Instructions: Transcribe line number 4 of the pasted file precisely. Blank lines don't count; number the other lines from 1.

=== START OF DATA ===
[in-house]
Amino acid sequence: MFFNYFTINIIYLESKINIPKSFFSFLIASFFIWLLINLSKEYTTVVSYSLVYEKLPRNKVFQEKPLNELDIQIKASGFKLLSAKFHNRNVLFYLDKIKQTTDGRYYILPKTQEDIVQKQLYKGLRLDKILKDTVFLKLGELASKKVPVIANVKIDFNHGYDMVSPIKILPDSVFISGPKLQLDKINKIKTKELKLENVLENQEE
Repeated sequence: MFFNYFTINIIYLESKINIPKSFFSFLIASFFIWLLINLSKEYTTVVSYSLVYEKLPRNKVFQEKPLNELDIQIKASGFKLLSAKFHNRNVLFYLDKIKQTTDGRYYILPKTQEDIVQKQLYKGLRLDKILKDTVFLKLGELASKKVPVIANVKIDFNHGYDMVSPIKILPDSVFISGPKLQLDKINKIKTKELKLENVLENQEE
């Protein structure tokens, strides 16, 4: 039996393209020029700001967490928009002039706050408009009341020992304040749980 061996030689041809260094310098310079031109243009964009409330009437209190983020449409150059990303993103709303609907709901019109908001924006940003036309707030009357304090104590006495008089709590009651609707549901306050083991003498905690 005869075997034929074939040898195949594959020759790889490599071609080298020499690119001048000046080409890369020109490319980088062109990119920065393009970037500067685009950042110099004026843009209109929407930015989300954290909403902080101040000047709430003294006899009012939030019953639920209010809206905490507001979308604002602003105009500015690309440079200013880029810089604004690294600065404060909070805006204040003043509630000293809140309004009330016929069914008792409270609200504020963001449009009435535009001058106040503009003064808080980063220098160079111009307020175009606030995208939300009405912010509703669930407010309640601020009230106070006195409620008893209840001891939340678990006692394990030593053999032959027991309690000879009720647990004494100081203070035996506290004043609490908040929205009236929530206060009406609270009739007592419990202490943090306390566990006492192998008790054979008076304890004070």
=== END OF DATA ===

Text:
């Protein structure tokens, strides 16, 4: 039996393209020029700001967490928009002039706050408009009341020992304040749980 061996030689041809260094310098310079031109243009964009409330009437209190983020449409150059990303993103709303609907709901019109908001924006940003036309707030009357304090104590006495008089709590009651609707549901306050083991003498905690 005869075997034929074939040898195949594959020759790889490599071609080298020499690119001048000046080409890369020109490319980088062109990119920065393009970037500067685009950042110099004026843009209109929407930015989300954290909403902080101040000047709430003294006899009012939030019953639920209010809206905490507001979308604002602003105009500015690309440079200013880029810089604004690294600065404060909070805006204040003043509630000293809140309004009330016929069914008792409270609200504020963001449009009435535009001058106040503009003064808080980063220098160079111009307020175009606030995208939300009405912010509703669930407010309640601020009230106070006195409620008893209840001891939340678990006692394990030593053999032959027991309690000879009720647990004494100081203070035996506290004043609490908040929205009236929530206060009406609270009739007592419990202490943090306390566990006492192998008790054979008076304890004070």